Thursday, October 27, 2011


Wednesday, October 26, 2011

U.S. unveils Arlington memorial for Jewish military chaplains

Memorial in national cemetery near Washington D.C. commemorates 14 Rabbis who died in the line of duty

West Point Jewish Cadets choir singing "Eli" by Hannah Szenec it's not a trivial sight at the Arlington military cemetery in Virginia. The occasion was indeed unique – the dedication of the first memorial to commemorate 14 Jewish chaplains who have died while serving in the U.S. military since WWII.

The site was unveiled on Monday on the Chaplains Hill at the military cemetery, along with three other older memorials - for clergy members killed in WWI, for 134 Protestant chaplains, as well as one for 83 Catholic chaplains. -- Natasha Mozgovaya, Haaretz

To read more, click here.

To view video, click on image below.

Security Cabinet approves Ilan Grapel prisoner swa

Israel to exchange 25 Egyptian prisoners for Israeli-US citizen detained in Cairo on espionage charges; US helps broker negotiations; inmates not believed to be security prisoners; Grapel expected home on Thursday. -- Herb Keinon

To read more, click here.

Israel to send quake aid to Turkey [UPDATE]

People pick through the rubble of their collapsed apartment
in Ercis, near the eastern Turkish city of Van on Oct. 25.
Photo by REUTERS/Osman Orsal
Israel said on Tuesday it was launching an airlift of supplies to help Turkey cope with a devastating earthquake, following a request from Ankara, with a first shipment of prefabricated homes destined for shipment on Wednesday.

Israel’s Foreign Ministry said Ankara had sought the aid via the Israeli embassy there, after Prime Minister Benjamin Netanyahu offered assistance in a telephone call to Turkish Prime Minister Tayyip Erdogan after the quake struck on Sunday.

The humanitarian step taken as more than 400 were reported dead in the disaster that struck southeastern Turkey, was seen as possibly easing diplomatic strains between the allies over the incident involving the Gaza-bound flotilla last year.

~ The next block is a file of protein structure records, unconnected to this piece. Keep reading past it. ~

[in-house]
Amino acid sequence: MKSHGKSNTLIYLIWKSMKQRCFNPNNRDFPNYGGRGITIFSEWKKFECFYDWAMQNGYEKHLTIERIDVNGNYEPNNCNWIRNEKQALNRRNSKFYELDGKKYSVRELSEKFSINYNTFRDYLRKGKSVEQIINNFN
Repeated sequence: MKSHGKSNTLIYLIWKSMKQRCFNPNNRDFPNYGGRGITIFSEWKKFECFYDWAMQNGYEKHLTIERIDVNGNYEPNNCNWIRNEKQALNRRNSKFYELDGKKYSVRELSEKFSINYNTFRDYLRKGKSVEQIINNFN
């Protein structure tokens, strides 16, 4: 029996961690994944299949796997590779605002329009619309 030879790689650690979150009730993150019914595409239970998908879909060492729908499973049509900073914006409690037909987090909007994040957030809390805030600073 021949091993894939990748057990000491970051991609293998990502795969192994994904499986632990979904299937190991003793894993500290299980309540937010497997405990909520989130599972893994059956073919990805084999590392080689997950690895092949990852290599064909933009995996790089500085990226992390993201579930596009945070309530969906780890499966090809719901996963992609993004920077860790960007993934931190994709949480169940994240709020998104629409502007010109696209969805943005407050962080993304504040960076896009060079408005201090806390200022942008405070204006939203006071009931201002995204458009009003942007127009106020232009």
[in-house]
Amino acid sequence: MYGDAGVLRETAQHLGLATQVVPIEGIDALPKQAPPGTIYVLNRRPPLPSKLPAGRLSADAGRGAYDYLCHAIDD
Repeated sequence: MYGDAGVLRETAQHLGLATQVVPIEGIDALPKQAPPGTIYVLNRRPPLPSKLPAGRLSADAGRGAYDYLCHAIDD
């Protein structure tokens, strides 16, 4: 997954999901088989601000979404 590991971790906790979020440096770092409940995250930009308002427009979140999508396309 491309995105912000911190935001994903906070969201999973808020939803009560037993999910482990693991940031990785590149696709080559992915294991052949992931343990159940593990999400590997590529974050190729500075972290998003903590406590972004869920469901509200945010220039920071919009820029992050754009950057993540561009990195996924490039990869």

A spokesman for Israei Defense Minister Ehud Barak said that “tomorrow (Wednesday) afternoon a first aircraft will fly from Israel to Turkey with several prefabricated homes,” suggesting the shipment would be followed by others. -- Reuters via Jewish Journal

To read more, click here.

Cornell, Technion joining for top tech campus

Cornell University and The Technion-Israel Institute of Technology will partner to create a world-class applied science and engineering campus in New York City.

The NYC Tech Campus on Roosevelt Island is set to combine the strengths of both institutions.

Cornell President David Skorton and Technion President Peretz Lavie made the announcement Sunday. -- JTA

To read more, click here.

Finding Jewish leadership in far-flung Iceland

Mike Levin, seen here holding the Icelandic Jewish community's paper Torah scroll, once baked his own matzah for a Passover seder because none was available in the country for purchase. (Alex Weisler)
For Mike Levin, a native of Chicago, it took a move to Iceland to turn him into a Jewish leader.

More than 25 years ago, Levin met an Icelandic woman while both were studying music at a university in Vienna. They married soon after, moved to Reykjavik and had two children. Levin runs a catering service in Iceland's capital and largest city. -- Alex Weisler, JTA

Click here to read more.

Tuesday, October 25, 2011

Palestinian Envoy to Canada Is Asked to Leave Ottawa after Controversial Tweet

"The English subtitles on the video PA envoy tweeted include a passage where millions are called “to a war that raze the injustice and oppression and destroy the Jews.” 
Linda Sobeh Ali, the Palestinian envoy in Ottawa Twitter Photo